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Environmental Activism Printable Version PRINTABLE VERSION
by melanie mae, United States Aug 4, 2004
Education , Environment   Interviews
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You won’t find arrogance in Mike Gardner, Coordinator on Cooperative Education and Research at the Sigurd Olsen Environmental Institute (SOEI). He is eager to help Northland students on their way to becoming leaders in their communities and often draws strength from the young people he works with. He says, “I get enrichment from working with students, it is a major source of satisfaction for me.”

I have heard others talk about Mike as a mentor and a young elder, and asked him if those words best described him. He chuckled, “Well, I am getting older… I’m not opposed to that terminology…I see myself as a learner, maybe an elder learner. (Ha ha ha) I am always challenged. We have to learn to listen to each other. Learn from the agencies, students, and learn the value of a wide variety of perspectives. I am mentored. I lead by example.”

Mike’s history has always been involved in appreciating nature. “My family environment allowed me to get comfortable in the natural world.” His mother’s involvement with social agendas influenced him on many plains. He also studied pre-law which helped him “articulate feelings, get involved with the civil process, the underpinnings of society, and argue the basic questions: why, how, what for?” He says, “Environmental activism was more who you were. The age of the civil rights movement, combined with a social agenda, earth day, became a lifestyle.” Later, he integrated that to his work and professional life, as he expresses, “the right to a clean environment is a civil right. We have negotiated much of it away. We need to educate future leaders to communicate that in decision making processes.”

Mike’s many passions include membership of non profit organizations on Lake Superior issues, such as the Inland Sea Society and the Lake Superior Alliance. He graduated from Northland College in 1997, with a degree in Management and Leadership. He says, “Much like the rest of the staff, we bring the benefit of our past experiences to the mix.” He began as a team leader at SOEI, attracted to the non government organizations and the Institute. Mike became the Assistant Director at the Institute, followed by being the Coordinator on Cooperative Education and Research, where he says he works on “development, strategic direction, and opportunities for students.”

A day with Mike Gardner touches diverse projects that are all interrelated and fit the mission of the Institute and Northland College, he says, “it is often chaotic to the observer.” He rarely gives credit to himself though for organizing and energizing these projects. Mike responds, “I am invigorated by an integrated team of young people…which is extremely gratifying.” The Roy Johnson West Mitigation Site, the Little Muskeg Restoration, the Urban Forestry Initiative, Cable Lakes Monitoring, the St. Claire Street Stormwater Basin, is of the many activities he has accountability for. You won’t hear him bragging about his accomplishments. “As an employee and as a person that has invested in the mission, I am encouraged by the new leadership and infrastructure; the new president and dean, and Institute director,” Mike says, “The network never ceases to amaze me.” In fact, Mike downplays his work by saying, “We don’t necessarily lead with knowledge, and we rely on the facilitating process.”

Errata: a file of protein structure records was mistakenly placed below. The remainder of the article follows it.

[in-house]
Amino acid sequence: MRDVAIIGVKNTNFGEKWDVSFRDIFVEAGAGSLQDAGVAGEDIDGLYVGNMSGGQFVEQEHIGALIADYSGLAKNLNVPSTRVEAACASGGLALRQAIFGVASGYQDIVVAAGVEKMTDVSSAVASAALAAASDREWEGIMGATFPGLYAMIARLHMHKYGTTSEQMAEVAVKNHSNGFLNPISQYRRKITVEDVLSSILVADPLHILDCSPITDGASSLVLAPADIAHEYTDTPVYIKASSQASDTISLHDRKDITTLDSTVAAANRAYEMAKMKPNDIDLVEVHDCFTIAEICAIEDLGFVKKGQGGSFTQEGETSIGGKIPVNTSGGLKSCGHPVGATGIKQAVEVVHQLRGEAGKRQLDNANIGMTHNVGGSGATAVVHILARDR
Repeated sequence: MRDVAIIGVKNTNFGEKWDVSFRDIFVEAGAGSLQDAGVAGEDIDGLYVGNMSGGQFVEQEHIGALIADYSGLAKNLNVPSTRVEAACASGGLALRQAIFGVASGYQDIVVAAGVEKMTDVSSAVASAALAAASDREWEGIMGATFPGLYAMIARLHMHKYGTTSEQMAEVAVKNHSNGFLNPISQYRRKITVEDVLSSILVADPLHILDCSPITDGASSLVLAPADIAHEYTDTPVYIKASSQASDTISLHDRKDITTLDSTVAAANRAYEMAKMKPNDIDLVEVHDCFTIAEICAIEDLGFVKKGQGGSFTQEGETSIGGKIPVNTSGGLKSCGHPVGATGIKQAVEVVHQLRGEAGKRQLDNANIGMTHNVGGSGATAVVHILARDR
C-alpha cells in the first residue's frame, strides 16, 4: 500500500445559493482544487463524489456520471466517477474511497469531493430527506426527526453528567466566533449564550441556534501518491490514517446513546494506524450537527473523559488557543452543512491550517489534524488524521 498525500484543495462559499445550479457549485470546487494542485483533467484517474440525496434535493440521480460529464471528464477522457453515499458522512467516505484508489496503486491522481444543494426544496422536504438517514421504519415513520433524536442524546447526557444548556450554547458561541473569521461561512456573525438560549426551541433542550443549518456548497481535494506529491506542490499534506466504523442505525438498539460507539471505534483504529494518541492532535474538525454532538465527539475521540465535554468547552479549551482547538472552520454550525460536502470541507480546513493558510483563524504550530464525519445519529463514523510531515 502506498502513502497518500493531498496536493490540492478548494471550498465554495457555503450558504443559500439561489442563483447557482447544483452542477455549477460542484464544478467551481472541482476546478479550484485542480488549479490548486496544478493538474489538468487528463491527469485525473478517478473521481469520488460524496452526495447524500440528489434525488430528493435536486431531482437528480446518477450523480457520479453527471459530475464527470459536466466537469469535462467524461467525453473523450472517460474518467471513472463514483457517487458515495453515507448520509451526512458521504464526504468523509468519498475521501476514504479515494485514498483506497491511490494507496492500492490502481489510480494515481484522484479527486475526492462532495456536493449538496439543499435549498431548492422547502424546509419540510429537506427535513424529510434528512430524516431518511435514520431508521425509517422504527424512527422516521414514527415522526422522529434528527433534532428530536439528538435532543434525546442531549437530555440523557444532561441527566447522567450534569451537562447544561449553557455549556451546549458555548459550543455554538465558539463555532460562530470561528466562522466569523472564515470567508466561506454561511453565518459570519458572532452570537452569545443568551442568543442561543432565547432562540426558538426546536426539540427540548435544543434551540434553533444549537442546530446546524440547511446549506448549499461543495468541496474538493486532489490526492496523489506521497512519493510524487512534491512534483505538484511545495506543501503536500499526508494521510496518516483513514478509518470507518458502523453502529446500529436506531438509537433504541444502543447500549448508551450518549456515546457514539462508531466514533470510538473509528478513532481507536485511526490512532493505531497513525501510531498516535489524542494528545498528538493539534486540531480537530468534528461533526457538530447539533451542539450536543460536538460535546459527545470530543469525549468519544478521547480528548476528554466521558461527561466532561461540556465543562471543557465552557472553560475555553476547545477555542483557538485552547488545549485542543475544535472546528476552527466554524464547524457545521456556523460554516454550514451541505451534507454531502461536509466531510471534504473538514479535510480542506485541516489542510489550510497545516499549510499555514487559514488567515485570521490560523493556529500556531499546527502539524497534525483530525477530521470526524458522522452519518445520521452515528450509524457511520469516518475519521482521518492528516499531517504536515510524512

In all he does, he tries to make a difference. Much of his work involves working with external partners and private citizens that are concerned with similar environmental issues. Mike creates the opportunities for Northland students to internalize the projects instead of dictating them, and wants students to formulate good relationships with local city governments. For example, Bay City Creek connects the City of Ashland and Northland students, Mike says, “For decades, students have used trails around the creek.” With the implementation of the Northland Pathway project, a path along the Bay City Creek will connect WITC, the Ashland School District, Memorial Medical Center and Northland College with an informative, interpretive trail. Mike relates, “Citizenship counts for the benefit of the whole community… and the most gratifying because students can talk to the city councils and town boards, and they can function as professionals and citizens.”

Mayor Frank Snook concurred, “Common interests between Northland College and Ashland community volunteers bridge the gap between the two groups. In the past, the two groups didn’t reach out and relied on assumptions. Mike Gardner has been instrumental in strengthening the value of the students in Ashland.”

Some projects are at different stages and have to be mapped out a year in advance, such as the Ashland storm water management project. A number of projects need Mike’s attention daily, to look at student needs, while others require the student leaders manage themselves. Mike relies on the student leaders so they can cultivate leadership roles for their projects now, and into the future. On a daily basis, Mike aligns students with what they know to what project it fits them. “We are continually working in areas that haven’t been worked on before. We don’t limit our activities on what we know, we have to constantly learn in the process, apply what we learn, and educate others.”

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Ricky | Oct 12th, 2004
I really enjoyed learning more about this interesting person!

Thank you
melanie mae | Nov 2nd, 2005
He is interesting and incredibly busy with saving the Great Lakes

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